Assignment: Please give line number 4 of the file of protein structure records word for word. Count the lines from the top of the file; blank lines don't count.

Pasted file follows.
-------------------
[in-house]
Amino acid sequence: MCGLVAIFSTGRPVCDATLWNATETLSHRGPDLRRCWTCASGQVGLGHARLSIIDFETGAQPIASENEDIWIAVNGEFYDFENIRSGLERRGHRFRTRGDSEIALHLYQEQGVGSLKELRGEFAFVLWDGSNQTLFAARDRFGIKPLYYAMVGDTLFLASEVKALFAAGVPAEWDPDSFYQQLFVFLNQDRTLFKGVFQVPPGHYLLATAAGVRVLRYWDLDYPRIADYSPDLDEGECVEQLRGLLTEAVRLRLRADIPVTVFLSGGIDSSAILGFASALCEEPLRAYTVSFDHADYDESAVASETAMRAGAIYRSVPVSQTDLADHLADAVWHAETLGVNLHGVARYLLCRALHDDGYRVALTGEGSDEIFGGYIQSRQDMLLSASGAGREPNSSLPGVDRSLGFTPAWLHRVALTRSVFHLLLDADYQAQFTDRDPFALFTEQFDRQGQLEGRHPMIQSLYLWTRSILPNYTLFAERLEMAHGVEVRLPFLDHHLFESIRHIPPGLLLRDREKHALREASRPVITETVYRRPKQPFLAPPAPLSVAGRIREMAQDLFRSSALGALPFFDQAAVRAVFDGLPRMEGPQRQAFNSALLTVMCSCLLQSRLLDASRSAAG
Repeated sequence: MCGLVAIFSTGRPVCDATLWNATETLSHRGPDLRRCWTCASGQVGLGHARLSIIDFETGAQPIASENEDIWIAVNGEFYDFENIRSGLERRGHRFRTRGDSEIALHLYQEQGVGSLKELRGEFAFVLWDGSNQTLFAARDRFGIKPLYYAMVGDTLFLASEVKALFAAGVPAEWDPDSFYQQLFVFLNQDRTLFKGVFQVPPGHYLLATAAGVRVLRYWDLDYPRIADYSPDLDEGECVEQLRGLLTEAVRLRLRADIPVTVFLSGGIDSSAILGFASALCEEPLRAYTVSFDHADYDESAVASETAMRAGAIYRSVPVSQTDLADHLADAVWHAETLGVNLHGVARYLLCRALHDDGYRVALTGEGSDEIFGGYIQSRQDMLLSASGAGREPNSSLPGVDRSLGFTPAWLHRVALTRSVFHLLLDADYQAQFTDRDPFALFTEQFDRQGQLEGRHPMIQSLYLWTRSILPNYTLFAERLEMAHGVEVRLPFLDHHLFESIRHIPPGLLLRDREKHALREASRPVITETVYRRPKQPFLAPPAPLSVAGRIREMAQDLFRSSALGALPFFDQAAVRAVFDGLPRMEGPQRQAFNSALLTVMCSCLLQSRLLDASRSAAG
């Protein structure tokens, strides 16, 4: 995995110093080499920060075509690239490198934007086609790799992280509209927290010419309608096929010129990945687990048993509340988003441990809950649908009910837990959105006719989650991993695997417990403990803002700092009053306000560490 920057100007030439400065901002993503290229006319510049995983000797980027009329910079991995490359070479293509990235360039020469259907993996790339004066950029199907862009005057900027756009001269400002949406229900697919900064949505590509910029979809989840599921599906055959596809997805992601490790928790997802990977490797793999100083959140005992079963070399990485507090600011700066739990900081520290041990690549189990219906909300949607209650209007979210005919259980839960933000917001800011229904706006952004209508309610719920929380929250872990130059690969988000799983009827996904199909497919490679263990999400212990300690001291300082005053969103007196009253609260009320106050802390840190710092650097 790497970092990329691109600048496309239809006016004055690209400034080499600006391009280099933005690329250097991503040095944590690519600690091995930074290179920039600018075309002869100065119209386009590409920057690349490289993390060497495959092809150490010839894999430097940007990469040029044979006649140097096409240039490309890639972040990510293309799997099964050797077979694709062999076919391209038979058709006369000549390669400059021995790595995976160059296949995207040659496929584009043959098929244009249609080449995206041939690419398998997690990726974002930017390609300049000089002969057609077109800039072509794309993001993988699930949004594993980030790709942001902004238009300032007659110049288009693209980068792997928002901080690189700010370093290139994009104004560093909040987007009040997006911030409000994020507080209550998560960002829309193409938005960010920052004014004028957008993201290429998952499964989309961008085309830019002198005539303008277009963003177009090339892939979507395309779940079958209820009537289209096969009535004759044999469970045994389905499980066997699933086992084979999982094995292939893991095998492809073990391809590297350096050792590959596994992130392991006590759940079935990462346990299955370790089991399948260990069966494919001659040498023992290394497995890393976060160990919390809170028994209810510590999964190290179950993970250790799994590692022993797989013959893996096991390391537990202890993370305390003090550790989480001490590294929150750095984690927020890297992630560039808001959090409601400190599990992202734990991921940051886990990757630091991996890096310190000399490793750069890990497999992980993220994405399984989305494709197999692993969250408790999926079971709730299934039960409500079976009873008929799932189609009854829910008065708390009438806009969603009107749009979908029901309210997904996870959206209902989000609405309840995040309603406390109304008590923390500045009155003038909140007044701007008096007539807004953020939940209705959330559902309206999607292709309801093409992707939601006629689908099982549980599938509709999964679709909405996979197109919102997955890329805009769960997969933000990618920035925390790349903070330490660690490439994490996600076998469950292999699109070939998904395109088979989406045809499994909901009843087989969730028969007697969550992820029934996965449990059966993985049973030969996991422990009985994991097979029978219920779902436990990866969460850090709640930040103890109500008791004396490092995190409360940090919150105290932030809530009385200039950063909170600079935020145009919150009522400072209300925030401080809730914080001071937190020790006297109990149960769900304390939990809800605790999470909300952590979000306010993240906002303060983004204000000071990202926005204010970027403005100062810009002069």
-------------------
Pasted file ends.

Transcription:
């Protein structure tokens, strides 16, 4: 995995110093080499920060075509690239490198934007086609790799992280509209927290010419309608096929010129990945687990048993509340988003441990809950649908009910837990959105006719989650991993695997417990403990803002700092009053306000560490 920057100007030439400065901002993503290229006319510049995983000797980027009329910079991995490359070479293509990235360039020469259907993996790339004066950029199907862009005057900027756009001269400002949406229900697919900064949505590509910029979809989840599921599906055959596809997805992601490790928790997802990977490797793999100083959140005992079963070399990485507090600011700066739990900081520290041990690549189990219906909300949607209650209007979210005919259980839960933000917001800011229904706006952004209508309610719920929380929250872990130059690969988000799983009827996904199909497919490679263990999400212990300690001291300082005053969103007196009253609260009320106050802390840190710092650097 790497970092990329691109600048496309239809006016004055690209400034080499600006391009280099933005690329250097991503040095944590690519600690091995930074290179920039600018075309002869100065119209386009590409920057690349490289993390060497495959092809150490010839894999430097940007990469040029044979006649140097096409240039490309890639972040990510293309799997099964050797077979694709062999076919391209038979058709006369000549390669400059021995790595995976160059296949995207040659496929584009043959098929244009249609080449995206041939690419398998997690990726974002930017390609300049000089002969057609077109800039072509794309993001993988699930949004594993980030790709942001902004238009300032007659110049288009693209980068792997928002901080690189700010370093290139994009104004560093909040987007009040997006911030409000994020507080209550998560960002829309193409938005960010920052004014004028957008993201290429998952499964989309961008085309830019002198005539303008277009963003177009090339892939979507395309779940079958209820009537289209096969009535004759044999469970045994389905499980066997699933086992084979999982094995292939893991095998492809073990391809590297350096050792590959596994992130392991006590759940079935990462346990299955370790089991399948260990069966494919001659040498023992290394497995890393976060160990919390809170028994209810510590999964190290179950993970250790799994590692022993797989013959893996096991390391537990202890993370305390003090550790989480001490590294929150750095984690927020890297992630560039808001959090409601400190599990992202734990991921940051886990990757630091991996890096310190000399490793750069890990497999992980993220994405399984989305494709197999692993969250408790999926079971709730299934039960409500079976009873008929799932189609009854829910008065708390009438806009969603009107749009979908029901309210997904996870959206209902989000609405309840995040309603406390109304008590923390500045009155003038909140007044701007008096007539807004953020939940209705959330559902309206999607292709309801093409992707939601006629689908099982549980599938509709999964679709909405996979197109919102997955890329805009769960997969933000990618920035925390790349903070330490660690490439994490996600076998469950292999699109070939998904395109088979989406045809499994909901009843087989969730028969007697969550992820029934996965449990059966993985049973030969996991422990009985994991097979029978219920779902436990990866969460850090709640930040103890109500008791004396490092995190409360940090919150105290932030809530009385200039950063909170600079935020145009919150009522400072209300925030401080809730914080001071937190020790006297109990149960769900304390939990809800605790999470909300952590979000306010993240906002303060983004204000000071990202926005204010970027403005100062810009002069």